In November, I think about religious cults.
November is when the Jonestown massacre happened. It was 1978 and the worst fall San Francisco had ever had. Harvey Milk and George Moscone had been assassinated, and so very many people died under Jim Jones’ hand. The People’s Temple had been a Bay Area institution, famous for varied and controversial acts, but this final act was too gruesome to imagine, and the horrible images of all the bodies were beamed back to us on television screens and magazines and everywhere in between.
Jonestown was the ominous name, uttered in the thick, nighttime fog of a San Francisco November of my youth, and it hung in the air like the clouds of my breath. Later, as an adult, I would hear the audio tapes from that night in Guyana, where Jim was telling the mothers not to cry, and everyone was weeping and weeping and then dying. It is too terrible to picture, more awful than anything, these mournful screams like a sonic grave, an aural sepulcher. Things in my ears that I can hear scare me more than what I can see or feel, and suddenly I’m like a kid who can’t go to sleep at night because something is under the bed or in the closet; there is evil around, and there is nothing you can do but stay awake and fear it.
There’s less news about religious cults nowadays. It’s more about terrorism — that is where religious extremism plays out in society today and is seen and heard. In the ’70s and ’80s there was a lot of talk of cults and deprogramming and parents on Donahue trying to get their kids back. In a way, I always felt I was pretty susceptible to cults because I always wanted to belong to something, have an allegiance to something, keep a secret, stay in the know, be one of them, whatever “them” was, a group, a whole. I don’t know anything, so I want to be with people who do know. They seem like they know. I want in. I am so unsure of life. I am constantly looking for reassurance, even if that is false, even if it’s a lie, even if it’s a means to an end. At least it’s sure. At least they seem sure. I am so fucking, goddamned unsure. It’s like I am constantly at a bus station or airport, arriving or landing with a suitcase and a pillow, and I’m a teenager, feeling like Iris from Taxi Driver or Kristy Mcnichol or Linda Blair or Linda Purl from a ’70s movie about young girls losing their way and drinking too much or getting abducted. I’m in shorts and a hat, and I look lost and easy to manipulate and in need of guidance, and so I am always at risk.
I read a book once about how cults would give you lots of sugar, like ice cream rolled in M&Ms, and that sounded so delicious. But the sugar would make you hungrier later, and then the cult would withhold food to make you docile, to make you listen, and that was mind control. And to think it started with a yummy dessert.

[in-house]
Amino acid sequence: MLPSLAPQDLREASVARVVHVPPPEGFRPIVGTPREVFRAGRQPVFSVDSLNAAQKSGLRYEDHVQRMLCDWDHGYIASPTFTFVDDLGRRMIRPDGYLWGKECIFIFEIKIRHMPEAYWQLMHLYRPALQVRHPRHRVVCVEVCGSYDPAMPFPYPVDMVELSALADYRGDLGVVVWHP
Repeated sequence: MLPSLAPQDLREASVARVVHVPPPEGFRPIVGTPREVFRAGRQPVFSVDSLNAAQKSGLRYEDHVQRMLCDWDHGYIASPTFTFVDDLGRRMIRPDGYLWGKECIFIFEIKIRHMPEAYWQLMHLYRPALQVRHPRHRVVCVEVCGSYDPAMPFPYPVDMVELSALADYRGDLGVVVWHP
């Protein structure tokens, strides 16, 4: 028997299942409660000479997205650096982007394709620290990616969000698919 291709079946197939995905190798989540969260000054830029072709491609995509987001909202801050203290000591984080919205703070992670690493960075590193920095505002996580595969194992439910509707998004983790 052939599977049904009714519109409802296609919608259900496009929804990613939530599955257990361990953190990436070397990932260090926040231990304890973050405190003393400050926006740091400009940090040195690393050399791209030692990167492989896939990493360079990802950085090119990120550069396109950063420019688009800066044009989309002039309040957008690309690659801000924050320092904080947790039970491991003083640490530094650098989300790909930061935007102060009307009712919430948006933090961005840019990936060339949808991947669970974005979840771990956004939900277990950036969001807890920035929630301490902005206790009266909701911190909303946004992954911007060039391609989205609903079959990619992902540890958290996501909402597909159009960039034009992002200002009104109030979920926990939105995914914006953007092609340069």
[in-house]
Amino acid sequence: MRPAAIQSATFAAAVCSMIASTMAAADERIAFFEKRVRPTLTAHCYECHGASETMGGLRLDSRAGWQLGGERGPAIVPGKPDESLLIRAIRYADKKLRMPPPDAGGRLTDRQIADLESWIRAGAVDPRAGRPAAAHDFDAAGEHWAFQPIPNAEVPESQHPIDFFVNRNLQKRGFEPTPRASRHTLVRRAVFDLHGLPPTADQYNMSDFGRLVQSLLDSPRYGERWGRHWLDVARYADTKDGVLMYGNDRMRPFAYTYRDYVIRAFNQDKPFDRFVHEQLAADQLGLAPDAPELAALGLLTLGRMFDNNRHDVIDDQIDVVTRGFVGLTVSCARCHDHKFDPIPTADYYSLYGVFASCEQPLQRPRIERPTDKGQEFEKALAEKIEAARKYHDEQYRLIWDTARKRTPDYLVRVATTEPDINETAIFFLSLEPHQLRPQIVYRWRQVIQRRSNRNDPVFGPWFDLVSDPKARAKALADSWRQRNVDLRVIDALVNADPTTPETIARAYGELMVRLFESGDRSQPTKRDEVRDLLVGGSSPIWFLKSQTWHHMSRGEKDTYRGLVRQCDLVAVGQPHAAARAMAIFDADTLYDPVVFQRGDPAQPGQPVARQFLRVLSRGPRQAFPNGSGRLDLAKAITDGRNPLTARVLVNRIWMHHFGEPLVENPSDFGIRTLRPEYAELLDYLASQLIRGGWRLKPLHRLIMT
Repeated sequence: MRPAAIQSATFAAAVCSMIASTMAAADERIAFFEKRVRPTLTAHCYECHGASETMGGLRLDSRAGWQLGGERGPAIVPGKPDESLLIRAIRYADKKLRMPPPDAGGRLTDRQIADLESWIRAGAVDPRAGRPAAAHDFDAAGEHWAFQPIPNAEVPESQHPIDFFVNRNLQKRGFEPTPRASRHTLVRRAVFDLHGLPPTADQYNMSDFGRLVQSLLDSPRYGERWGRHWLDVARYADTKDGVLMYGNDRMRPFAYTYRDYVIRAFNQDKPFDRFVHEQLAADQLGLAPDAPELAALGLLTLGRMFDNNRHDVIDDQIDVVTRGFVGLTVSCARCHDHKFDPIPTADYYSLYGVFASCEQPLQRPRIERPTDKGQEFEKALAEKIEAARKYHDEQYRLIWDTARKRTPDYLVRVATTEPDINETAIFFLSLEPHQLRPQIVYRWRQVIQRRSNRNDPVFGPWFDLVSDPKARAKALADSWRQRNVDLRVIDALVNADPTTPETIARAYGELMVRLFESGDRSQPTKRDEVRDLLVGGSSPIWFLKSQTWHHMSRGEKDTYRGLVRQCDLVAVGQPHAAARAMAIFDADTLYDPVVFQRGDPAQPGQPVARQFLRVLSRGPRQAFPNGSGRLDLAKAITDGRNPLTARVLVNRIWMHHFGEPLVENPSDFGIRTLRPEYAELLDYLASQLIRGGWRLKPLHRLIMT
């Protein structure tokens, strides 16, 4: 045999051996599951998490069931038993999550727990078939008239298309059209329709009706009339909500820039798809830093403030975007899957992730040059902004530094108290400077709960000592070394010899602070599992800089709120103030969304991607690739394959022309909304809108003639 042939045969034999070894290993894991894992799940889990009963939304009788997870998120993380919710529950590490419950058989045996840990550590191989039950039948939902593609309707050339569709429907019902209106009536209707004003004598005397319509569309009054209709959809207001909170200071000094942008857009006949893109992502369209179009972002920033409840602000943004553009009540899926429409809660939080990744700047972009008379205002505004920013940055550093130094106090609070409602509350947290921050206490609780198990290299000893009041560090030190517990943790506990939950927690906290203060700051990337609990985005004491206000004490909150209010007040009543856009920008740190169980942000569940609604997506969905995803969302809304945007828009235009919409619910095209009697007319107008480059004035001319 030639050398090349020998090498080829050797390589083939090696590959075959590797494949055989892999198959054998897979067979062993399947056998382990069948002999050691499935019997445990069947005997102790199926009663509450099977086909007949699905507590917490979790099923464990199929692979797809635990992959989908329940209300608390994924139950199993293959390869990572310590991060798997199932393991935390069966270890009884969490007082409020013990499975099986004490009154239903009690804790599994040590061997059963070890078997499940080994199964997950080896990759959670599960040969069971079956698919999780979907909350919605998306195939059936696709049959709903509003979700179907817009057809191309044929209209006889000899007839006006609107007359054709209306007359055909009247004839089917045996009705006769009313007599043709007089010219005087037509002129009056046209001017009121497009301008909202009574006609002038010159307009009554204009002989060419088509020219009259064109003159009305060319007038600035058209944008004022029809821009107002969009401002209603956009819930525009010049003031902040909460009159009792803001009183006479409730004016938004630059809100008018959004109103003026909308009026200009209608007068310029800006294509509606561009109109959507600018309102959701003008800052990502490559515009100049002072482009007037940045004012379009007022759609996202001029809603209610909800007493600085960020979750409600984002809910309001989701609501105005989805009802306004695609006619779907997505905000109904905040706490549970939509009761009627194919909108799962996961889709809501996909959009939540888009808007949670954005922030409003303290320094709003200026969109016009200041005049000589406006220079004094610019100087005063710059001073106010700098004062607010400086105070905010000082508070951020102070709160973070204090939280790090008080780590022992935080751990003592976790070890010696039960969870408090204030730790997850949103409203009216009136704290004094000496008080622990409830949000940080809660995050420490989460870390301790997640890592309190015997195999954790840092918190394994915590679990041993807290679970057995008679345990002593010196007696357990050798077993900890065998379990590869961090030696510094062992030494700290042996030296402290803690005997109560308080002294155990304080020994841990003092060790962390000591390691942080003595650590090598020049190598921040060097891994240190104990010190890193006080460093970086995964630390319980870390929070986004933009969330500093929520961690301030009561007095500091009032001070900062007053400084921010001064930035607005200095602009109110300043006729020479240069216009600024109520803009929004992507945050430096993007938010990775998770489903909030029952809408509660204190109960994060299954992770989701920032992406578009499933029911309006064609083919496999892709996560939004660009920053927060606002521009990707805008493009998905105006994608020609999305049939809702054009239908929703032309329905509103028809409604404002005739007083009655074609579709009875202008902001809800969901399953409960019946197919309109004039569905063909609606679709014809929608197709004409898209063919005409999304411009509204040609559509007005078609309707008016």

My grandparents came to America to live with my family in the mid ’70s, and they had been there caring for me and my brother fairly without incident, until my grandmother slipped and fell on a TIME magazine and fractured her hip. I am not sure if it was the one with the Jonestown massacre on the cover. I want to think that it was, but that might be too glib and convenient. But I really think it was, and I think that is why what happened happened.
My parents felt so guilty about having left the magazine out on the floor that they went to great lengths to celebrate my grandparents’ 50th wedding anniversary. The People’s Temple had been recently vacated, and being the unsentimental and non-superstitious type of immigrant folks they are, my parents rented it out. Now I look back and cannot believe that they did this, but at the time, it was completely normal. There seemed to be a lot of death around then, but we had no idea what we were in for in the following years, when the plague of AIDS would claim the most lives of all.
The People’s Temple was too large a venue for such a truly humble event, some semi-poor immigrants celebrating nuptials half a century past, but my parents actually put up streamers and tinsel and cut-out-paper “HAPPY ANNIVERSARY” banners and draped them all over the hollow and haunted halls. The guests were few, and there was too much food, which seemed to spoil unnaturally fast in the cold, refrigerator-like air of the temple, or tomb, as I liked to call it. Nobody wanted to eat, nobody wanted to do the hokey-pokey. All the hymns sung inside sounded flat. Our voices could not be raised to God, for we had come to a Godless place, where God’s name had been taken in vain, where God had been impersonated to a deadly, devastating end. But the party was considered an unprecedented success, as we were not party people and had nothing else to compare it to.